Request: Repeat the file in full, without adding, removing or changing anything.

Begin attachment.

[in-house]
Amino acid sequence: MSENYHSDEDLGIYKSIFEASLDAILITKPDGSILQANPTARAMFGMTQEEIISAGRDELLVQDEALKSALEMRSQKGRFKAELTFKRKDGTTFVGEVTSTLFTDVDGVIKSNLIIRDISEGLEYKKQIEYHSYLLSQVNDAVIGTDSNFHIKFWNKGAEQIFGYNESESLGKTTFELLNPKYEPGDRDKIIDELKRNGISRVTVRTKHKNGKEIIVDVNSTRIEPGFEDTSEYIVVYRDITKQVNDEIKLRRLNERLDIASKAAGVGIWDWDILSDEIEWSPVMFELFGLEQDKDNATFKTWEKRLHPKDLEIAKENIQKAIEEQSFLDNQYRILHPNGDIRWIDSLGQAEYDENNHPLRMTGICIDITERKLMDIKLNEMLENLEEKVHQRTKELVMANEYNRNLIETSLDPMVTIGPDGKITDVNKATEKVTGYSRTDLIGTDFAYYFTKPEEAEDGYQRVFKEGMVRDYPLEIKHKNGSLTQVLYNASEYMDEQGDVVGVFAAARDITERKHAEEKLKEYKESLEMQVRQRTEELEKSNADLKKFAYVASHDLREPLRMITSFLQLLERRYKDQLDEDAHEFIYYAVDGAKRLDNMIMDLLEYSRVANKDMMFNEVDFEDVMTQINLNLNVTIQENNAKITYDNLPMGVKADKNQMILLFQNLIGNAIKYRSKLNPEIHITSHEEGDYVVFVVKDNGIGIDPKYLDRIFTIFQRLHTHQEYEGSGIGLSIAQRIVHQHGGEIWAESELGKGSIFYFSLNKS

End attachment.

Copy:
[in-house]
Amino acid sequence: MSENYHSDEDLGIYKSIFEASLDAILITKPDGSILQANPTARAMFGMTQEEIISAGRDELLVQDEALKSALEMRSQKGRFKAELTFKRKDGTTFVGEVTSTLFTDVDGVIKSNLIIRDISEGLEYKKQIEYHSYLLSQVNDAVIGTDSNFHIKFWNKGAEQIFGYNESESLGKTTFELLNPKYEPGDRDKIIDELKRNGISRVTVRTKHKNGKEIIVDVNSTRIEPGFEDTSEYIVVYRDITKQVNDEIKLRRLNERLDIASKAAGVGIWDWDILSDEIEWSPVMFELFGLEQDKDNATFKTWEKRLHPKDLEIAKENIQKAIEEQSFLDNQYRILHPNGDIRWIDSLGQAEYDENNHPLRMTGICIDITERKLMDIKLNEMLENLEEKVHQRTKELVMANEYNRNLIETSLDPMVTIGPDGKITDVNKATEKVTGYSRTDLIGTDFAYYFTKPEEAEDGYQRVFKEGMVRDYPLEIKHKNGSLTQVLYNASEYMDEQGDVVGVFAAARDITERKHAEEKLKEYKESLEMQVRQRTEELEKSNADLKKFAYVASHDLREPLRMITSFLQLLERRYKDQLDEDAHEFIYYAVDGAKRLDNMIMDLLEYSRVANKDMMFNEVDFEDVMTQINLNLNVTIQENNAKITYDNLPMGVKADKNQMILLFQNLIGNAIKYRSKLNPEIHITSHEEGDYVVFVVKDNGIGIDPKYLDRIFTIFQRLHTHQEYEGSGIGLSIAQRIVHQHGGEIWAESELGKGSIFYFSLNKS